An eventful month back in 2005, plenty of shows ended and some notable TV events happened. Three years after it’s premature cancellation, Family Guy returned to FOX for a new run, and is still airing today. Following impressive DVD sales following it’s cancellations, the show gained many new fans around the world and FOX could no longer ignore the mistake it made, and with its tail between its legs, it gave Family Guy another chance, the show came back stronger than ever, and spawned a spin off, and Seth MacFarlane continues to create new shows for FOX, from American Dad, The Cleveland Show, Dads, and Bordertown.

Tom Cruise made his infamous appearance on the Oprah Winfrey show, leaping on sofas and professing his love for Katie Holmes. This was the first time people really saw the more “manic” Tom Cruise since he joined Scientology, and what followed was a crazy ride during his life, including some leaked videos from the Church, and alas the marriage didn’t last as many predicted. But Toms career never suffered, he continues to star in hit movie after movie, which some say is unsurprising considering how much of Hollywood are members of said Church. Katie Holmes still has a level of success, but never was the star Tom was, and some think being out of that marriage is all the luck and success she needs.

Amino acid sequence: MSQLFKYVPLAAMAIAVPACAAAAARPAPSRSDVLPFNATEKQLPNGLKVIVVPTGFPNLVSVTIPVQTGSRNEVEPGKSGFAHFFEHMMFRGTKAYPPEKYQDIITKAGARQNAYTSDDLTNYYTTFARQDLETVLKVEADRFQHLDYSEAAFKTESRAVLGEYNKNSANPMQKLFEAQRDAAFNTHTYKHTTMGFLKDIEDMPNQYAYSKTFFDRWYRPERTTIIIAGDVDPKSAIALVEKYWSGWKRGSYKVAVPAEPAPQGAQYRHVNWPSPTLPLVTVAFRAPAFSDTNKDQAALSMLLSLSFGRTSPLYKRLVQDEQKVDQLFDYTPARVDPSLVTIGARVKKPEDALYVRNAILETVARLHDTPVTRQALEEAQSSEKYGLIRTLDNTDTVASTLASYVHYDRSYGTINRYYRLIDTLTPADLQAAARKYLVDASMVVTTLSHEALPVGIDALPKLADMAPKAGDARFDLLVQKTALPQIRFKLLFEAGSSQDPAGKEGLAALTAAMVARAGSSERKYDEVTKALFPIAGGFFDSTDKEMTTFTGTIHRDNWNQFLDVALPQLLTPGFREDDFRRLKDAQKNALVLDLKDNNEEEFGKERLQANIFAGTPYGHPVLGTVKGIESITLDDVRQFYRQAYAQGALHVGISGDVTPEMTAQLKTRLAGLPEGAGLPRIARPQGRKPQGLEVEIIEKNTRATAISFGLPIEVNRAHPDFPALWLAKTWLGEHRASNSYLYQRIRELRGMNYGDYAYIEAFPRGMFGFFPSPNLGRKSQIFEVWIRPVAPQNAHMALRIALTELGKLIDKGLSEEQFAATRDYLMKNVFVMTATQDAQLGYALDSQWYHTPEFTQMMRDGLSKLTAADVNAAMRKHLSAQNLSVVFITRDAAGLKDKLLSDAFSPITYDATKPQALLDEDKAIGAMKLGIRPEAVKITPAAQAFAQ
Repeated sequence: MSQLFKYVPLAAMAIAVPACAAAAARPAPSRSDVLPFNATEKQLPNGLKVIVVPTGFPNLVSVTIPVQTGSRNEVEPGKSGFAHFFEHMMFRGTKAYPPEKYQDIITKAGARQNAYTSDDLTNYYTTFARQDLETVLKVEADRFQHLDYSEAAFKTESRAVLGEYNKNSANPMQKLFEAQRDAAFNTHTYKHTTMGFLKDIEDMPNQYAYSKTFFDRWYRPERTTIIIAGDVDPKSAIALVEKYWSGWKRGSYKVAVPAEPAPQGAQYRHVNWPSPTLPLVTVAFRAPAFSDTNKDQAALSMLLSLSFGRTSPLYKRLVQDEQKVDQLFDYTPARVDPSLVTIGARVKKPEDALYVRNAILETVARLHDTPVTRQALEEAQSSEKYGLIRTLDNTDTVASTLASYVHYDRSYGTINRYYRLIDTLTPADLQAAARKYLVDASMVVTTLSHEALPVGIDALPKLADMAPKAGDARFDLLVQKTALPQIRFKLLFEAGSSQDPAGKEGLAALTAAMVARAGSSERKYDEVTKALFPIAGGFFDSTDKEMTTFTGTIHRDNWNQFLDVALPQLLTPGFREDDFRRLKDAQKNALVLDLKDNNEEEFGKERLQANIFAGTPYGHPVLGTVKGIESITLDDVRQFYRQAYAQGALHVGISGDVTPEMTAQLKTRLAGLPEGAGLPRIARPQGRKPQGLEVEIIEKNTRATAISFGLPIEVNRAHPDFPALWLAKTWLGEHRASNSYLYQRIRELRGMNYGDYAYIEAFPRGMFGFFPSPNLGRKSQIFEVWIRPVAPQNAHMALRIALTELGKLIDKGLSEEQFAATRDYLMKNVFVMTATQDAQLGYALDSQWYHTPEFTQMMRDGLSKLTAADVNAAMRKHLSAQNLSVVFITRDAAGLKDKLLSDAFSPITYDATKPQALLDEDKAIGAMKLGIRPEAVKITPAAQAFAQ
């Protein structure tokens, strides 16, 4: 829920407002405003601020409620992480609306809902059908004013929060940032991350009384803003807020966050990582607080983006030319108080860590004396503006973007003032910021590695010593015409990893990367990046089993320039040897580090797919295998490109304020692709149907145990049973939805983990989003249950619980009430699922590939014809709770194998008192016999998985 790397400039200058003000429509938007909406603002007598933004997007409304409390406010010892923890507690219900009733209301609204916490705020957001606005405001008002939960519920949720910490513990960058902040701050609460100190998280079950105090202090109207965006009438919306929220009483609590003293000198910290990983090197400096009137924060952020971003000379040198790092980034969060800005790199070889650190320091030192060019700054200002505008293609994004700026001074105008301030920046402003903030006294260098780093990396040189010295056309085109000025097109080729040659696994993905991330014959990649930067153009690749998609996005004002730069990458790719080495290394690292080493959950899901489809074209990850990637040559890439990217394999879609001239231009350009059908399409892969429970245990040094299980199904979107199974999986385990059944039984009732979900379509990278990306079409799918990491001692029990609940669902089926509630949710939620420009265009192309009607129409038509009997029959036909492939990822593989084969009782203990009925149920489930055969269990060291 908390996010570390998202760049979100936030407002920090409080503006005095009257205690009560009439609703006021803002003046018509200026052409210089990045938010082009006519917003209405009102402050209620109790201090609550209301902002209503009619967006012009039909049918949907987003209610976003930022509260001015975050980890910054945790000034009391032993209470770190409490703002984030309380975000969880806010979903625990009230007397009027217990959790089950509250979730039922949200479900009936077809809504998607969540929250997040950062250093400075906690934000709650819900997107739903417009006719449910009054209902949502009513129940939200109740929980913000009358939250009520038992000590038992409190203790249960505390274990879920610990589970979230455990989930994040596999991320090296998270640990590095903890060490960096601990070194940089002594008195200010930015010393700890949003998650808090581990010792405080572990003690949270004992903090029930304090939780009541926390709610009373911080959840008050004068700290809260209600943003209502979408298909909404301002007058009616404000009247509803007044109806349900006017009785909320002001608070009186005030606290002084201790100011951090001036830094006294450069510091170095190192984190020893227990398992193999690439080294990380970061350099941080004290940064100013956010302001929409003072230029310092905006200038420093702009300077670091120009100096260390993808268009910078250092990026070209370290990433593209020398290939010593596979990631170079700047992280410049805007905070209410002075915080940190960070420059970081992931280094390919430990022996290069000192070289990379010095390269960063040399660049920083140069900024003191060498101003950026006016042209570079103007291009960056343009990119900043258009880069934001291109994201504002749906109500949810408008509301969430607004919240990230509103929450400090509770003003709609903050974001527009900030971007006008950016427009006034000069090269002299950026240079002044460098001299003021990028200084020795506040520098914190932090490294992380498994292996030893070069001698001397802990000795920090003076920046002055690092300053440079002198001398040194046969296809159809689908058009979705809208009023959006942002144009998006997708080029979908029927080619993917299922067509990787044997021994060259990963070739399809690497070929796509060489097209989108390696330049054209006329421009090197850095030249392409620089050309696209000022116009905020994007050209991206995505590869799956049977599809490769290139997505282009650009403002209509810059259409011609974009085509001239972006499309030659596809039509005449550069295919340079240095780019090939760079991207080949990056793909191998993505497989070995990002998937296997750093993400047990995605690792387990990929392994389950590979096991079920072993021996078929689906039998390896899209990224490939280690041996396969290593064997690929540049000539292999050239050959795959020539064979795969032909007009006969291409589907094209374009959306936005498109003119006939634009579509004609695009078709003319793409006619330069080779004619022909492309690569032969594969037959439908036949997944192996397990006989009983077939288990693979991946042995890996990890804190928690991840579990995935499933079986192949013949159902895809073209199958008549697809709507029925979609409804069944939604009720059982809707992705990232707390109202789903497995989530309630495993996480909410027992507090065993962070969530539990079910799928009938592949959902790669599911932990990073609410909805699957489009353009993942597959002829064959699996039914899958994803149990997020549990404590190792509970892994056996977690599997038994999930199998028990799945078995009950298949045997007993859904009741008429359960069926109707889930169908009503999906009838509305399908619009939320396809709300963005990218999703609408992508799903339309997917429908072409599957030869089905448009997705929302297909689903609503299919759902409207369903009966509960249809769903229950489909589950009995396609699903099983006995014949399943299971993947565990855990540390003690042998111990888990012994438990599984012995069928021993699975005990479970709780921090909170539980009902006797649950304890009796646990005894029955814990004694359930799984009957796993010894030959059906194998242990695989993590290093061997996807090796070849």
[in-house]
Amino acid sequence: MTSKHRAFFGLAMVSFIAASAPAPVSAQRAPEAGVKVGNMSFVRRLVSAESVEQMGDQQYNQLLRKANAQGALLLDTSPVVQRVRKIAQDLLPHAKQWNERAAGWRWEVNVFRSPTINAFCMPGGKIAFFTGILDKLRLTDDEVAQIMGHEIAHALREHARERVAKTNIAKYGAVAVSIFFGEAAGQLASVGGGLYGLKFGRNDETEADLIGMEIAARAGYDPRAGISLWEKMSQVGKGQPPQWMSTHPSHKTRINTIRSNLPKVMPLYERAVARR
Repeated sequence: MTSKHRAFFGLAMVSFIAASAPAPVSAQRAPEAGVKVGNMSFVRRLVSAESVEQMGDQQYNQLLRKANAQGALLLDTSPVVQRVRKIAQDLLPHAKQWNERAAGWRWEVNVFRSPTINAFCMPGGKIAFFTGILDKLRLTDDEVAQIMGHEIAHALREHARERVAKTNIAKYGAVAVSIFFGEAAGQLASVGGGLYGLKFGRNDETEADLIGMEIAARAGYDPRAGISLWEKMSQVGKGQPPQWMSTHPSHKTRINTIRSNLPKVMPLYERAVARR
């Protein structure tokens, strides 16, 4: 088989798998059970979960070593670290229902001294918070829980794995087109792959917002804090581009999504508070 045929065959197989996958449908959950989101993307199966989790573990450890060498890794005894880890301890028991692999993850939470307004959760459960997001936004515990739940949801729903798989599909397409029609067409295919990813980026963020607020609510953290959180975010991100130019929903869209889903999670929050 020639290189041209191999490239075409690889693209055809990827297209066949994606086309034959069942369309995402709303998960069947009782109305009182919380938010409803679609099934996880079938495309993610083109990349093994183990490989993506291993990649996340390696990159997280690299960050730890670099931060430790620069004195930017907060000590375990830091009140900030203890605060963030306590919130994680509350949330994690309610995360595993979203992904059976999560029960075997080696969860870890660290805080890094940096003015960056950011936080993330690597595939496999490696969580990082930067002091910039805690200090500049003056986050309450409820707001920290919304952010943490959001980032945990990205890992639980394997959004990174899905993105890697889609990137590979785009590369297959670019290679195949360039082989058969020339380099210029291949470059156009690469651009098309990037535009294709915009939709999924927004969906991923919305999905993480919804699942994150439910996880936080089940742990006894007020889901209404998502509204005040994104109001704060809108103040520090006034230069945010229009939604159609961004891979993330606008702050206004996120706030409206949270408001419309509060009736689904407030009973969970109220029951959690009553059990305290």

American Idol saw Carrie Underwood take the title, before going on to be the most successful Idol alumni in the history of the show, earning more than $31 million since she won the show.

No big show debuts this month, but that’s not unusual in the modern TV climate, with May traditionally kept for show finales and sweeps episodes. Short-lived VH1 reality show ‘Kept’, saw Jerry Halls hunt for a kept man! The show was a train wreck and lasted only one season. ‘The Life and Times of Juniper Lee’ debuted on Cartoon Network. Inspired by ‘Buffy’ and ‘The Simpsons’, the show was a cartoon about a young girl named Juniper who battles all manner of supernatural forces in her hometown of Orchid Bay City. The show was high concept, with good humour, great plots and back story. The show lasted for three seasons, and gained a devoted following.